What if we’re forecasting for a new product to be launched? Isn’t it even more difficult? And what if we’re forecasting for above 600 SKU’s? Can you imagine the nightmare without proper solutions and clear data analysis?
Despite having different quantitative and qualitative methods and approaches in forecasting, they are still not enough to avoid forecast inaccuracy. There must be a harmony between all the processes to ensure a smoother mechanism and accurate execution based on solid data analysis and simulation to get clearer solutions and data readings.
Although having a lot of BI solutions in the market like Oracle, IBM, Microsoft SQL, JD Adwards …etc., that can be used to improve forecasting, it is still the trickiest operation in almost all industries. Market fluctuations, business conditions variation, economic crisis and uncertainty, in addition to shifts in supply and demand that can make from forecasting a more guesswork than science!
So how, through BI and AI, can we optimize this process and increase the accuracy percentage to above 95%?
What marketing and business managers need, is to find a new set of technologies driven by data science; an approach based on predictive analytics as a complementary of forecasting that relies on a combination of data history, statistics, machine learning, data mining and modelling. These processes will enable business leaders to connect data to effective action plans by drawing reliable conclusions and solutions about the current/present situation and the future events.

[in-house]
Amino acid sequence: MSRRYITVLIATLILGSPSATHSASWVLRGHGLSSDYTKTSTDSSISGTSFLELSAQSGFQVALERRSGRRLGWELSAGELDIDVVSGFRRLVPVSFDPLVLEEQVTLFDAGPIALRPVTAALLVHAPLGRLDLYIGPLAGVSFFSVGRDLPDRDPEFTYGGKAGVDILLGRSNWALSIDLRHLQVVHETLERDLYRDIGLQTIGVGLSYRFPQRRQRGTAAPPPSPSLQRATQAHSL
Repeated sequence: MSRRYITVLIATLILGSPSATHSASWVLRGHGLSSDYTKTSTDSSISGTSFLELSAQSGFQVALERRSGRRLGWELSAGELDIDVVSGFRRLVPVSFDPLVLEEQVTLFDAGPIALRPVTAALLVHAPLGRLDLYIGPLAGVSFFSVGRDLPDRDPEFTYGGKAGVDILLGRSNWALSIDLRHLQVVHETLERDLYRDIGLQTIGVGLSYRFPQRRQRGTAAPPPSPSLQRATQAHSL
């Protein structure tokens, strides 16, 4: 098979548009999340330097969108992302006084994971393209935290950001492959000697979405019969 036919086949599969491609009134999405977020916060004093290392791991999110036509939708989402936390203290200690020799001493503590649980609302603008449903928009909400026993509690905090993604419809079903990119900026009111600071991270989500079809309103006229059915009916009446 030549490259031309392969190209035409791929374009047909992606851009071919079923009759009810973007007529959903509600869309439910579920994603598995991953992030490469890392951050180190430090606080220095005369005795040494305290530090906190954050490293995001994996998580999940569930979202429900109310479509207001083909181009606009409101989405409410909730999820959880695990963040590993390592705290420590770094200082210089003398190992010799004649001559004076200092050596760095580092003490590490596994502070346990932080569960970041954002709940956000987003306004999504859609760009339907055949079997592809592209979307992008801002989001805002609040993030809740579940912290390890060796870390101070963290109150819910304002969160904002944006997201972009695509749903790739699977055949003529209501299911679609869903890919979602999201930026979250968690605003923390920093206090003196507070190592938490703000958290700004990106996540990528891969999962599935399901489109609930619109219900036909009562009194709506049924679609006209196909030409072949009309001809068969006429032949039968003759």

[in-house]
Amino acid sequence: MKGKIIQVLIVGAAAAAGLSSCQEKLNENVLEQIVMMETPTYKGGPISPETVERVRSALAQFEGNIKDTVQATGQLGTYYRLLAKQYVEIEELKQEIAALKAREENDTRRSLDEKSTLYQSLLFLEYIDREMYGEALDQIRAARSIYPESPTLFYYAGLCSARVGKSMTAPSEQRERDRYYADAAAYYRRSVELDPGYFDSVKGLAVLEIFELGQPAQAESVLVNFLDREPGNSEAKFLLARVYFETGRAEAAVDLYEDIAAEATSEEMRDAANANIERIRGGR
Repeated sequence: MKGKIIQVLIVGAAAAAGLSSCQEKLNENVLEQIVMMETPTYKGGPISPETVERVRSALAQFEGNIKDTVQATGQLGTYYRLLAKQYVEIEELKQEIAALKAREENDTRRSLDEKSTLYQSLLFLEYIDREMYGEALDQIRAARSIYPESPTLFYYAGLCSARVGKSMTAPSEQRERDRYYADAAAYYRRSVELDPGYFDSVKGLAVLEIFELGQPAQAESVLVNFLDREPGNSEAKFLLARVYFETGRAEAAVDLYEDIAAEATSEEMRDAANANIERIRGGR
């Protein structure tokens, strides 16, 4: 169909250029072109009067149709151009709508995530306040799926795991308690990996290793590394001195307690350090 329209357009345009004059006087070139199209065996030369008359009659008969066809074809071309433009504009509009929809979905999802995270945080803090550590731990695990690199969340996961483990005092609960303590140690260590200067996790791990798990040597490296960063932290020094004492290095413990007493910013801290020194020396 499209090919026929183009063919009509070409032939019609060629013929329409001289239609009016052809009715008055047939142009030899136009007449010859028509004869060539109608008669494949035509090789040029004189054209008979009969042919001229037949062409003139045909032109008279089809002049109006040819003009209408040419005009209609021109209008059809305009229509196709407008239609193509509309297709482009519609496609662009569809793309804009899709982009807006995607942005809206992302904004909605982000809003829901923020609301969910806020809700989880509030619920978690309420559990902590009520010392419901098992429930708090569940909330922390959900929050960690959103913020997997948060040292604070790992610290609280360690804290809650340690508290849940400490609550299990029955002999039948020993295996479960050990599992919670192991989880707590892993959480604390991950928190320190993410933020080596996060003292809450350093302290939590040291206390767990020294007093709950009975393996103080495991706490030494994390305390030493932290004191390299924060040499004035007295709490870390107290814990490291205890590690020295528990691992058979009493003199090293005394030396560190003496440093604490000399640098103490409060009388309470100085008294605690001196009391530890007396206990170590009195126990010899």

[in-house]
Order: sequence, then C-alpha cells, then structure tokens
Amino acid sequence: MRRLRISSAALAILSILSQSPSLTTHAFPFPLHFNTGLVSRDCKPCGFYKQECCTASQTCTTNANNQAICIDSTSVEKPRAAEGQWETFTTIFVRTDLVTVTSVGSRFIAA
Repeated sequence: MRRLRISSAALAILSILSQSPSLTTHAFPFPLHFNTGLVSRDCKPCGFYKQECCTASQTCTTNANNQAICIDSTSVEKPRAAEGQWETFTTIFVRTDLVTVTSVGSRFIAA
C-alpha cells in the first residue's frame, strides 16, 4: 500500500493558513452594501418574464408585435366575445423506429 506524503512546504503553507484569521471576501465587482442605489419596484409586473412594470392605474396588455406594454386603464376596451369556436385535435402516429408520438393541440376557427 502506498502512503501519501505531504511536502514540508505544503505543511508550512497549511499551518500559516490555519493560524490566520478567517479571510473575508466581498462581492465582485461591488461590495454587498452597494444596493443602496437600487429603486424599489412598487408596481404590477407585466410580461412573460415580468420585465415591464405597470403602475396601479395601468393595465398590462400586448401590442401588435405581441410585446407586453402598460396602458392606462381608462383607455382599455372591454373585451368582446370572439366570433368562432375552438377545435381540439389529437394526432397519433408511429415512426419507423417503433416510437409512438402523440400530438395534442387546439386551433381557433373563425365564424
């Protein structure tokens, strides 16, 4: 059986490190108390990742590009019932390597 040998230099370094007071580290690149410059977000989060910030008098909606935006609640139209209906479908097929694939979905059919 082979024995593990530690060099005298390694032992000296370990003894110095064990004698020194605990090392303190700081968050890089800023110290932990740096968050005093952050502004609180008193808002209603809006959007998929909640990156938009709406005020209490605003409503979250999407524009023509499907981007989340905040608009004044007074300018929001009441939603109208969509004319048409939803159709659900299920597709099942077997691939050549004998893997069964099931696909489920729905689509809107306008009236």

So, how does it work?
By using data, data and more data from internal and external sources via predictive algorithms:
Internal sources essentially include the company’s internal marketing automation data, sales history by channel by sector by product’s category and SKU, product’s labeling and mapping, current sales situation, stock level data, business plan data and targeted sales growth by SKU, marketing plan data and projected promotional and events activities, projected extra sales deals/new products launching/areas expansion…
External sources consist of data points as market volume, current market situation as market share by product’s category, competition activities offline and online based on seasonality, product’s pricing change, market trend and situation, area/country economic situation, customer’s orientation and surveys to meet customer’s expectations via uploading the surveys data.
Predictive algorithms use data science to spot correlations between thousands of variables (historical data) and the outcome (sales) to predict the likelihood of closing each prospect. These algorithms can rapidly recalibrate themselves in response to emerging patterns of data.